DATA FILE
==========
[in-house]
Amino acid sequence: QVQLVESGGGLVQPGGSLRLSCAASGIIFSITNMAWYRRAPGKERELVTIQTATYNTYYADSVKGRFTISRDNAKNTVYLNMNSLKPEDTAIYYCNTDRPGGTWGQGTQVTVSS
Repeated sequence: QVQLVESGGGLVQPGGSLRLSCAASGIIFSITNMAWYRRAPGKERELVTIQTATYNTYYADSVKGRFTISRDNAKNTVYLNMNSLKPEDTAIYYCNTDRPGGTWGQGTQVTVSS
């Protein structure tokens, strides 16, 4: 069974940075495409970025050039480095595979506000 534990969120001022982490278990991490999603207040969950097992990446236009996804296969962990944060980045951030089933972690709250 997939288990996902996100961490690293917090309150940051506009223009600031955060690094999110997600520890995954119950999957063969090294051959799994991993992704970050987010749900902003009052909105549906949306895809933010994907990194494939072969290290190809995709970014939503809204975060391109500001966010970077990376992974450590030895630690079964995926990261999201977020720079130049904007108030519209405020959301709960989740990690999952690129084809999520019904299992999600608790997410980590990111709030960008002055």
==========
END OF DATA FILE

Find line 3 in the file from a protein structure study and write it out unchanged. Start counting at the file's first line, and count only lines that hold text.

Repeated sequence: QVQLVESGGGLVQPGGSLRLSCAASGIIFSITNMAWYRRAPGKERELVTIQTATYNTYYADSVKGRFTISRDNAKNTVYLNMNSLKPEDTAIYYCNTDRPGGTWGQGTQVTVSS